If all goes well, you should have a new cfg file in /etc/xen.

xm create -c /etc/xen/lamp.cfg

Now you can fuss with networking. There are some instructions here: [1] [2]

It's not clear from the walk-throughs, but dhcp won't work out of the box, since xen's dhcp management consists of trying to fix-up the ISC DHCP server's configuration (if you've already happend to set that up for 10.0.0.x). I hadn't put in all the options to xen-create-image, so I had to run (from the host)

ifconfig vif1.0 10.0.0.1 netmask 255.255.255.0
route add -net 10.0.0.0 netmask 255.255.255.0 vif1.0

(from the guest)

ifconfig eth0 10.0.0.10 netmask 255.255.255.0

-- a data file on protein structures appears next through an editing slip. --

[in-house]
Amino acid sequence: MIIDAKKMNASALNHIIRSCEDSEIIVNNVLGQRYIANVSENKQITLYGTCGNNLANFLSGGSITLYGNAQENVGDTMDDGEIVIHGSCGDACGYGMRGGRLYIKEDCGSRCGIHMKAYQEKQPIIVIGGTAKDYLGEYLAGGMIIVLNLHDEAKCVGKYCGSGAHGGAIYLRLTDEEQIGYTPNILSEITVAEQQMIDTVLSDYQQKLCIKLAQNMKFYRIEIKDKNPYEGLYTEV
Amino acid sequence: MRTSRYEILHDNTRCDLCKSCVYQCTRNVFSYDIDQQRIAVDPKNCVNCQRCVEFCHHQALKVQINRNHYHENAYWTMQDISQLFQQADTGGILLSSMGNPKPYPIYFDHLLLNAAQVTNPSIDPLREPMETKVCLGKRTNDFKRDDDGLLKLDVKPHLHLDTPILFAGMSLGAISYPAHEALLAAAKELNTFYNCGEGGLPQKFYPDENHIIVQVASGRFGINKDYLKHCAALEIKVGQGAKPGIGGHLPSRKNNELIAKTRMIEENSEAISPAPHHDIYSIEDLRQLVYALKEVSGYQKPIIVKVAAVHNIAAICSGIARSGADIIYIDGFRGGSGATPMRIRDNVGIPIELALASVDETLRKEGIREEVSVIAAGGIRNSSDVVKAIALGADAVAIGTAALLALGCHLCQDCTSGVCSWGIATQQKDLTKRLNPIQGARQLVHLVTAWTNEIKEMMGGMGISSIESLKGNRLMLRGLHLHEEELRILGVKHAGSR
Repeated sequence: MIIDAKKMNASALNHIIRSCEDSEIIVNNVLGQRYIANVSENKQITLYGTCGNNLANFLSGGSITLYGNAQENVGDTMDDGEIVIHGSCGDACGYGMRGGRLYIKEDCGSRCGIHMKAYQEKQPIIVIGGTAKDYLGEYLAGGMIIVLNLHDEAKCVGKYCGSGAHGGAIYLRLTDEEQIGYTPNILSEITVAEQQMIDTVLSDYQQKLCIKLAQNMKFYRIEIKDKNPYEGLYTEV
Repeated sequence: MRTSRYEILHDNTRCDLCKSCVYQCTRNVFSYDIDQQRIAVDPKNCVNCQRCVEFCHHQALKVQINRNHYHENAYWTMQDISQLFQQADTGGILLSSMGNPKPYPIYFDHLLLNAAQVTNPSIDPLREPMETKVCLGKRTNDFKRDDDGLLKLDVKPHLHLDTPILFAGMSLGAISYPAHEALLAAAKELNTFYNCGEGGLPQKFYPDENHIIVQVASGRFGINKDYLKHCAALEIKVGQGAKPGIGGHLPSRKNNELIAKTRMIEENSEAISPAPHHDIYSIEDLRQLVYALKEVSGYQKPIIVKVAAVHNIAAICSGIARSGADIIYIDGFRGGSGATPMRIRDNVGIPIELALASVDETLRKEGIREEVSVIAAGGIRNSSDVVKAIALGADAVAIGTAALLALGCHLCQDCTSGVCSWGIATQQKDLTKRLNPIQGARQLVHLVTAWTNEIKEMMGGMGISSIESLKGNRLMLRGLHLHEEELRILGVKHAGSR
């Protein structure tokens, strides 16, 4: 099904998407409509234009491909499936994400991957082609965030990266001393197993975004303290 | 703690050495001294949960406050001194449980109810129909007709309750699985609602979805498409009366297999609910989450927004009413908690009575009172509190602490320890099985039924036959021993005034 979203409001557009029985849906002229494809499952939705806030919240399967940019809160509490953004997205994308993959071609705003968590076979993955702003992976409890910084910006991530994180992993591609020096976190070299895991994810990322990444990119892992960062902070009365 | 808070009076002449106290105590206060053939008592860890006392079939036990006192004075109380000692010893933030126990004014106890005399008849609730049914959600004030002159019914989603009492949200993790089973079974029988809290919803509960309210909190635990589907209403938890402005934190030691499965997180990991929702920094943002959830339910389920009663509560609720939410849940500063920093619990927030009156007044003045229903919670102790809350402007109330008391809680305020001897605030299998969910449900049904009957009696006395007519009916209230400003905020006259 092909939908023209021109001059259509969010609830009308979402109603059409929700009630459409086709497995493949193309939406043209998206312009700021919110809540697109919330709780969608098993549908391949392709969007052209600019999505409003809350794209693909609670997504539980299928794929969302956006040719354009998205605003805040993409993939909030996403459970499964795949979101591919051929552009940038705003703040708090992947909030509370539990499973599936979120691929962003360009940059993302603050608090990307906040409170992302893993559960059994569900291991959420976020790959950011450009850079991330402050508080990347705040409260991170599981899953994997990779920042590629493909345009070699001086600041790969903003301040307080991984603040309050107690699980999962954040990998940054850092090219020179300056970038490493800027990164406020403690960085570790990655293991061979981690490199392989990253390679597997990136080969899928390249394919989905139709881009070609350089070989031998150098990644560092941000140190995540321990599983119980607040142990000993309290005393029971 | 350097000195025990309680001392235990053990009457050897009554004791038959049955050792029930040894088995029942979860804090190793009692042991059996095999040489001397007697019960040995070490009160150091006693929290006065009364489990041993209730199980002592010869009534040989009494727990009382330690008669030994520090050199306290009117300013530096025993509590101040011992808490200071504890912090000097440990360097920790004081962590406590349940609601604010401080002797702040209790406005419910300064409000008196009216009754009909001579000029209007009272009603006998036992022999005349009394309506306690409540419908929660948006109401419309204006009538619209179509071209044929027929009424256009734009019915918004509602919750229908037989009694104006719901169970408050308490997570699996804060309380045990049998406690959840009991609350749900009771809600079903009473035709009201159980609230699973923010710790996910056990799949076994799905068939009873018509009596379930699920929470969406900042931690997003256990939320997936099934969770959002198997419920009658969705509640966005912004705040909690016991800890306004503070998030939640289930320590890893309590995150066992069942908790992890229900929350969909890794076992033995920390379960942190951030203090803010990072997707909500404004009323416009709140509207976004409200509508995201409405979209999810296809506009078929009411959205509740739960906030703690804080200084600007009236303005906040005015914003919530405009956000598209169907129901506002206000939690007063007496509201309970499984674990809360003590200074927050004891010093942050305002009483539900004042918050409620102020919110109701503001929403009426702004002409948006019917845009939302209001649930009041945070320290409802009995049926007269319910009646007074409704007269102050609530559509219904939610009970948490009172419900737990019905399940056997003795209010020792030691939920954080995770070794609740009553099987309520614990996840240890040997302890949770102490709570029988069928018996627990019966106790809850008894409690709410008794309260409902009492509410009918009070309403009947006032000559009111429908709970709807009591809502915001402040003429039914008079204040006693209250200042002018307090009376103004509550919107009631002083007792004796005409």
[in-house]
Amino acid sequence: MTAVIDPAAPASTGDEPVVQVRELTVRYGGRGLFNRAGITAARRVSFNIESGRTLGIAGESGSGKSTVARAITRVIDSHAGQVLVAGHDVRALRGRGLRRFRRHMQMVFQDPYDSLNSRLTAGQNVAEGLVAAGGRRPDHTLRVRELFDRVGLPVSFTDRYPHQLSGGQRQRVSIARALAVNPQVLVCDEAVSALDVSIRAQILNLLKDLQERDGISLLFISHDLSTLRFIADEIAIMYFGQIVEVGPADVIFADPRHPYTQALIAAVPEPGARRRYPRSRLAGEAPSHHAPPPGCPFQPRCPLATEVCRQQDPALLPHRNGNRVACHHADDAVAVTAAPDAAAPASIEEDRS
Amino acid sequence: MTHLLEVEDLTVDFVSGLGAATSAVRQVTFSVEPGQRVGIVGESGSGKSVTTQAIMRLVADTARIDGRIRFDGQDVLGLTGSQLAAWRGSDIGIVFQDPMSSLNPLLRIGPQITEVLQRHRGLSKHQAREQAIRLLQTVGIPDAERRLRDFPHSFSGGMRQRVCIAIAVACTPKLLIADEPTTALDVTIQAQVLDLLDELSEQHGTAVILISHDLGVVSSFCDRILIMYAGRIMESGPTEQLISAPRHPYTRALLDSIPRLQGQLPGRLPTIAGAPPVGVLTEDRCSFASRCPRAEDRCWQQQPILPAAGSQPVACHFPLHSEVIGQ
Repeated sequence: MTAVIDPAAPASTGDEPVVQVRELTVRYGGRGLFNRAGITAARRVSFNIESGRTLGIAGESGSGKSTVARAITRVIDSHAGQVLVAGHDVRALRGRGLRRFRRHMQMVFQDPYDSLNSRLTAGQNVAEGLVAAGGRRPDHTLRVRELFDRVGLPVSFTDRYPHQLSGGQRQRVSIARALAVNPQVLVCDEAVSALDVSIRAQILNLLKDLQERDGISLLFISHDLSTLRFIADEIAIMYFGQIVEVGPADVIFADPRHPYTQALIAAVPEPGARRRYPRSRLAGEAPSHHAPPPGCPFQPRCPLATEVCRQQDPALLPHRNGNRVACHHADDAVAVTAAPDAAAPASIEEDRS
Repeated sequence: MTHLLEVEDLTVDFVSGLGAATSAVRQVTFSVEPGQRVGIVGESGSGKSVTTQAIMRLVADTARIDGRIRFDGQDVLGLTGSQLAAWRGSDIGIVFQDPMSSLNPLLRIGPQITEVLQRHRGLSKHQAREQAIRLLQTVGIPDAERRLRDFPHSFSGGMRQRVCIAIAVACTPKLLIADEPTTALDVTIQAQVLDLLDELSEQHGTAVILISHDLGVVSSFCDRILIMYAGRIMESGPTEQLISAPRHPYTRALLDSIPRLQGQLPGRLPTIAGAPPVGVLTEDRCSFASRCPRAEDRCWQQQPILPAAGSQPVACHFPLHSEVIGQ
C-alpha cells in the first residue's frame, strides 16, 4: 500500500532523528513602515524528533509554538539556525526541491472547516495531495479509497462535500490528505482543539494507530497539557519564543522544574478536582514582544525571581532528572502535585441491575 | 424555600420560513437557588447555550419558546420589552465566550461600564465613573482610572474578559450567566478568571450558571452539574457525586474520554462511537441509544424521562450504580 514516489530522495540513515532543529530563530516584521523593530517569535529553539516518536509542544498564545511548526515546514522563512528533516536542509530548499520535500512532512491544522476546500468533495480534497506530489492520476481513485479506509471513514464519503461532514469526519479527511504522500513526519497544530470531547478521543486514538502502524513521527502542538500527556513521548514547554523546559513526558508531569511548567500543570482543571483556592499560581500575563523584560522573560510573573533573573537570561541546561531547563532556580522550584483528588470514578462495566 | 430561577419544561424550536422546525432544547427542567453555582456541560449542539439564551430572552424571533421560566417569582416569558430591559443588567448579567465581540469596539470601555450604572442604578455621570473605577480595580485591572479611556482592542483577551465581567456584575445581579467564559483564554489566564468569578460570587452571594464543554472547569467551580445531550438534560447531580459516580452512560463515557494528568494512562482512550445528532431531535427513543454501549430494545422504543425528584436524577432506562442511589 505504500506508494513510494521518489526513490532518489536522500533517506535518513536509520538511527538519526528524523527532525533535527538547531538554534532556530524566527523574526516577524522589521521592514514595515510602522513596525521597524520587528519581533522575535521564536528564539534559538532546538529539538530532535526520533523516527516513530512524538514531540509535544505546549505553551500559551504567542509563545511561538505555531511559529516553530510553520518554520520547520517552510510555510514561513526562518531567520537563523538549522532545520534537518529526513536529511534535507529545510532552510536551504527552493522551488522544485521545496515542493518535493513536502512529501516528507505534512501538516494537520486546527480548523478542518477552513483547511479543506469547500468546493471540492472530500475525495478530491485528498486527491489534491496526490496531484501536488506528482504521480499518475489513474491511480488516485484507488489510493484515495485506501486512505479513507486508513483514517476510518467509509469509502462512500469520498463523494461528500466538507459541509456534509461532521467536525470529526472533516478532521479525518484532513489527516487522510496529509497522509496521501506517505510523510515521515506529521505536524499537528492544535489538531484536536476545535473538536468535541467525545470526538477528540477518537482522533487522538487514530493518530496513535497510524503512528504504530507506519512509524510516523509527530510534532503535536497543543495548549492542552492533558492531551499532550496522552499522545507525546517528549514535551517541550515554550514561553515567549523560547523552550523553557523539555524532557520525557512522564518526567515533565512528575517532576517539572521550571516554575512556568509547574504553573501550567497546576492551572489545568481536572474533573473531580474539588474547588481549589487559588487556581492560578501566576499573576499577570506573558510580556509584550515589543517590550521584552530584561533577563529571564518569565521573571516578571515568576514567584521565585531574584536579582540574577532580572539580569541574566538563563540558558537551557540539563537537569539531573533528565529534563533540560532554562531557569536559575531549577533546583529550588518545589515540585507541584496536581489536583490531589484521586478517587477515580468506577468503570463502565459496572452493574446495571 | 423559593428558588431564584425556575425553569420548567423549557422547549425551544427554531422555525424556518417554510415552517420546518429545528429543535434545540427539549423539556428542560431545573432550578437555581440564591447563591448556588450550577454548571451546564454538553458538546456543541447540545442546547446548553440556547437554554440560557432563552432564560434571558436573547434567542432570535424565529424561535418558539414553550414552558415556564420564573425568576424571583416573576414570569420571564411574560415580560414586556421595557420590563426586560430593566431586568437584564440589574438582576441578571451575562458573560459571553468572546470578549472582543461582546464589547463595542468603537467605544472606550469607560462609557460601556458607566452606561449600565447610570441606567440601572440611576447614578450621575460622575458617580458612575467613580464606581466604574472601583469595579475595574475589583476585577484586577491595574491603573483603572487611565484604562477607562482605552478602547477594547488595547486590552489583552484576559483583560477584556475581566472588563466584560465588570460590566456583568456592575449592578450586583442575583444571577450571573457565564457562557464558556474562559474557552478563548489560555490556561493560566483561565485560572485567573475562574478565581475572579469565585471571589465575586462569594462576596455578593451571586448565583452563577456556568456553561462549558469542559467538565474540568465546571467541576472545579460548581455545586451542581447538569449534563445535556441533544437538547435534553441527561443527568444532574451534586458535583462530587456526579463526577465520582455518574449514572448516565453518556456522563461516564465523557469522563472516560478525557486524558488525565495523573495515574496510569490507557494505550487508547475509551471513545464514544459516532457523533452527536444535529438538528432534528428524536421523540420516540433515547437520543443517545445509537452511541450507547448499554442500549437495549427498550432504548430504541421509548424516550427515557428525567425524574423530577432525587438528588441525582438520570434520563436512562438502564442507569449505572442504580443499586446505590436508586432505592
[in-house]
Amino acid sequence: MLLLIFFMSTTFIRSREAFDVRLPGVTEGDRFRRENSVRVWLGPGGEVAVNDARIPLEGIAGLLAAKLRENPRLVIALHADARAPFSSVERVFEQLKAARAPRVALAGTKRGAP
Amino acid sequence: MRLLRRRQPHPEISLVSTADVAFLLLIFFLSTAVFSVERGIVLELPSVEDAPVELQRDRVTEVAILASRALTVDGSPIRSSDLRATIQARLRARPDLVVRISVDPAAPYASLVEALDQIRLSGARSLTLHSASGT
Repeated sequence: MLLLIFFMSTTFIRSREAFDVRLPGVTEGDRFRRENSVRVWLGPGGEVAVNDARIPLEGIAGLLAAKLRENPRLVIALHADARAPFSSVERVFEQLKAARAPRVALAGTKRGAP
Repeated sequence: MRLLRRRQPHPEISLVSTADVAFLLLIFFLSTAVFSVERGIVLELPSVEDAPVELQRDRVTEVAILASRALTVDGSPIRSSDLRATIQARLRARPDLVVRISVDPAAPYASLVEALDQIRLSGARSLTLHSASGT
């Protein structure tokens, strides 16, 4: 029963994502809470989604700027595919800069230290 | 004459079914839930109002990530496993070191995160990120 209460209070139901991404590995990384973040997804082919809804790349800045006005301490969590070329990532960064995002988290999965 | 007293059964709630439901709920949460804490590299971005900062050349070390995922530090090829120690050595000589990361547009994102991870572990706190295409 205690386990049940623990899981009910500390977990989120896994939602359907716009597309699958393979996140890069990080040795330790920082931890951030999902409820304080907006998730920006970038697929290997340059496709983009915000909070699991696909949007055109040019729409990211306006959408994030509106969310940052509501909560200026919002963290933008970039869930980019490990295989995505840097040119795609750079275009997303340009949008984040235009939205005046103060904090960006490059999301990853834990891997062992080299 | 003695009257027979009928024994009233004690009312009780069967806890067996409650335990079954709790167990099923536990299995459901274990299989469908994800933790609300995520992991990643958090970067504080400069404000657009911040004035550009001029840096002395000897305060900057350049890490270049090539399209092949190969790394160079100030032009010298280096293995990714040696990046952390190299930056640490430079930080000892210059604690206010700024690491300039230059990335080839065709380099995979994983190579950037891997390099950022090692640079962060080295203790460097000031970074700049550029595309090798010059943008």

before a ping 10.0.0.10 could reach the guest, and

route add default gw 10.0.0.1

before the guest could reach the world (remember the masquerade filter was working above). You can also check that there are some rules for the new bridged-nat device by

iptables -L

-- Troubles with NetworkManager --

If, like me, you are using NetworkManager for configuring wifi, you should know that it's becoming more evil. It's started taking over bind's job (in /etc/NetworkManager/NetworkManager.conf [/etc/nm-system-settings.conf on older versions]):

dns=dnsmasq

leading to a loopback address in /etc/resolv.conf that destroys domU's name resolution.

Even worse, it continually cries dhclient on your shiny new vifx.y interfaces, leading to your connection breaking as it tries to install packages (mysql-server5.1 is particlarly problematic - hint: --force remove-reinstreq). The first symptom is that the ipv4 address of vif1.0 periodically disappears, leaving only a v6 addr. Like the do not call list, it also only allows 'removal' from the managed list.